Photo of man drowningUndoubtedly the Internet has risen to become a part of our very existence. We live it, breathe it and even feel the impact it has on us either directly or indirectly. The web – made possible through the internet – has become a platform for the exchange of genuine conversations, providing individuals with tools for expressing personal thoughts. This ability to connect with people has been made even more evident through Social Media. People like myself, are now able to connect with others over a span of space; but probably not with Amish people  though, who view technology as vile. Because of how easy it is to communicate and share information, a new form of information “mavens” known as Citizen Journalists have emerged over the years.

Citizen Journalism – also known as public, participatory, democratic, guerrilla or street journalism – unlike traditional journalism which involves trained, skilled or professional journalists, is the ability for people (anyone) to exchange ideas and share information deemed important or news-worthy. Unlike traditional journalism where reporters with “gadgets” generally gathered information and controlled what was fed to the media, this form of unconventional journalism is made possible through the use of any device, mostly one with a camera. IPads, mobile phones, IPods, laptops, are but a few of such tools.

This information networking, through social media, has immensely changed the course of society as individuals no longer have to be bogged down by traditional media which for long served as gatekeepers between “newsy” information and the public. This ease and directness of information sharing has provided an opportunity for new conversations, connection and relationship building within and outside virtually every sphere of human experiences. Through various platforms such as Facebook, Twitter, Pinterest, WhatsApp, LinkedIn (I can name a dozen more), a diverse group of individuals can be communicated with at any one time. Interestingly, with the rise of social media came the chance for recipients to respond to messages in real time. This adds a more personal touch to information sharing as individuals can now adapt messages to appeal to wider audiences.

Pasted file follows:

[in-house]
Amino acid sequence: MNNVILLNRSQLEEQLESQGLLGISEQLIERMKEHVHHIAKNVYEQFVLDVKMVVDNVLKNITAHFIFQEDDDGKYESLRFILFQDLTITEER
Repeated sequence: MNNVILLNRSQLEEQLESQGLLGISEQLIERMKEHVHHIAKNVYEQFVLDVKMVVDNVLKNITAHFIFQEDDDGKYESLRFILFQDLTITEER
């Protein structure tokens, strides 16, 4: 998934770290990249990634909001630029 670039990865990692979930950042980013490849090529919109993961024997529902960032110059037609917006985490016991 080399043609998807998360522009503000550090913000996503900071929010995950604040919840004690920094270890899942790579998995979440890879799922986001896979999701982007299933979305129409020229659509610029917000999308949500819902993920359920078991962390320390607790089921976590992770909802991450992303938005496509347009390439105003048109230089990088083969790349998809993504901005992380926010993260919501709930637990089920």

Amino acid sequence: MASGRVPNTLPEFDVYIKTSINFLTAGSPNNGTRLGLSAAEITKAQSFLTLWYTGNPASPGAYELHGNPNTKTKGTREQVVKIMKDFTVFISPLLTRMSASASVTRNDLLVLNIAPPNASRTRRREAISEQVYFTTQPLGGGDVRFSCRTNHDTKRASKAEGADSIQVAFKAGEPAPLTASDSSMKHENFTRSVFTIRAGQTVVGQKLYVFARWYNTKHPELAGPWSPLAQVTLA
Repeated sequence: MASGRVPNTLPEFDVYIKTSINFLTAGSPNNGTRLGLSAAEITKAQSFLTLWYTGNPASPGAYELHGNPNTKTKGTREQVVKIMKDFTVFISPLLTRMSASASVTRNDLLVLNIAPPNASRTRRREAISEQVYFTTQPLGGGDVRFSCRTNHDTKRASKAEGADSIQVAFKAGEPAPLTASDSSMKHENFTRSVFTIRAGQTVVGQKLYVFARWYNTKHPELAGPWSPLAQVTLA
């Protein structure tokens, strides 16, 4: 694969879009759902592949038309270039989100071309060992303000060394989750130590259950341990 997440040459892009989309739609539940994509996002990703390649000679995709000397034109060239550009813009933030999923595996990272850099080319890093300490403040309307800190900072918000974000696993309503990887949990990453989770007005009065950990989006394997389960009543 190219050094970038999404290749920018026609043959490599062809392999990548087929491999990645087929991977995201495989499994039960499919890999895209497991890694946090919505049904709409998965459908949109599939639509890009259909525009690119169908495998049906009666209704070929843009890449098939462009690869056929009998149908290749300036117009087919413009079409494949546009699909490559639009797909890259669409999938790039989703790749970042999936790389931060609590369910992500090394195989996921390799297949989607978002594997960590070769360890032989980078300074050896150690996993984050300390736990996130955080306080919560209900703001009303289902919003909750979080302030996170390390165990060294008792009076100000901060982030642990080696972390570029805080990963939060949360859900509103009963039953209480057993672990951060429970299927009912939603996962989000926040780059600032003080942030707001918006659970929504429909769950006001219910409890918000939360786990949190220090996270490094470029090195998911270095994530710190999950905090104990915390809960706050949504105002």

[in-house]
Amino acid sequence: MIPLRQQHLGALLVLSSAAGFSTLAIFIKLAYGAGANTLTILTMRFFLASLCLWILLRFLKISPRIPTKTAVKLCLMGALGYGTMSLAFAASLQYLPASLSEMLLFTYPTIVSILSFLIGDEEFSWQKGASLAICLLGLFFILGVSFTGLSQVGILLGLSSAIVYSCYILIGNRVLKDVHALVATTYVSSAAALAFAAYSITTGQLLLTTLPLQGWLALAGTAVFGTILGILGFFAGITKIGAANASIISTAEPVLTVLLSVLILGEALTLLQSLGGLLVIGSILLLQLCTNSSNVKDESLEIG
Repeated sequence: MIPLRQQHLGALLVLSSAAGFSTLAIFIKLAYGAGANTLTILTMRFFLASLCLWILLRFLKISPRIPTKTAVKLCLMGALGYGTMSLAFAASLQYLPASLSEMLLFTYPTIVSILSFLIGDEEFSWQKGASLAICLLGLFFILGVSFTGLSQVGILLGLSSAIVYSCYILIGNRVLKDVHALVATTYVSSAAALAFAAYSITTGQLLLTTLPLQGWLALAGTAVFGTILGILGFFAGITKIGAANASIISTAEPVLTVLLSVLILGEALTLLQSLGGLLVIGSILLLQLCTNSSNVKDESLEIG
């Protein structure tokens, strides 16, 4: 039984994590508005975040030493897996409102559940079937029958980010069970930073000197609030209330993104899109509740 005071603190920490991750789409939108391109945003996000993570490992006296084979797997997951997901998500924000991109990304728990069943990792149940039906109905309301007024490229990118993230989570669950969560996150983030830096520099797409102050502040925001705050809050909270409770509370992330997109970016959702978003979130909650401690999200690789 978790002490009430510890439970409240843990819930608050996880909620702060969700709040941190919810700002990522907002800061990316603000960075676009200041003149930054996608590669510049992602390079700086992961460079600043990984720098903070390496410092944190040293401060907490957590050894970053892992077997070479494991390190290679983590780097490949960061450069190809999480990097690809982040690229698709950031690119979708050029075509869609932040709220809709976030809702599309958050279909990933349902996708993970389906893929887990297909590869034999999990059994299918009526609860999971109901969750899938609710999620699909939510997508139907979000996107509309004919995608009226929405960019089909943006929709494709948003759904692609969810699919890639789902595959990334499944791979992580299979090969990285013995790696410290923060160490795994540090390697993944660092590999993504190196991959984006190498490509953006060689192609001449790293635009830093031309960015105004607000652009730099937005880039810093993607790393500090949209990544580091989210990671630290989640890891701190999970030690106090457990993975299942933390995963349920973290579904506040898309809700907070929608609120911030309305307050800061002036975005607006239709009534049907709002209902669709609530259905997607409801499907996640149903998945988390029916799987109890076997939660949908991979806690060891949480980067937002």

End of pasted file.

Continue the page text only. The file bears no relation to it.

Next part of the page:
At a point, because of how fast messages travel on the web, the ease of sending them and the seeming ability to spark up interesting conversations with people who are total strangers, the medium at which message(s) are passed via electronic delivery channels become inconsequential. People pay more and more attention to conversations and less to the tools employed in conveying them.

Much has been said but one fact should always resonate; communication will continue to exist regardless of how much effort is put in to conceal it. People will always have their opinions on issues, without caring whether they are overheard or quoted.

Silence is fatal, talk is cheap… What tools will you use to convey your messages today?



  1. I absolutely love Sweet Brown! This video is hilarious and I find myself using her catch phrase in my every day life. I do believe citizen journalism is a growing trend with the advanced technology. We are able to record events and share them allowing others to rely on us as a source of information. Like we’ve mentioned in class, we trust friends and family as opposed to the media. I think this is definitely true when we are able to watch video or see pictures from actual events. Hearing and/or seeing about an event from people who were there. This adds a sense of realness, an aspect that may lack with daily news casts.

    • I totally agree with you Phylicia, that most people nowadays trust the opinions of their friends more than the media. Social media has provided us with the ability to communicate in real time regardless of distance or time-zones. This promptness of information sharing, along with the ease of communicating messages is perhaps the catalyst that fuels citizen journalism.

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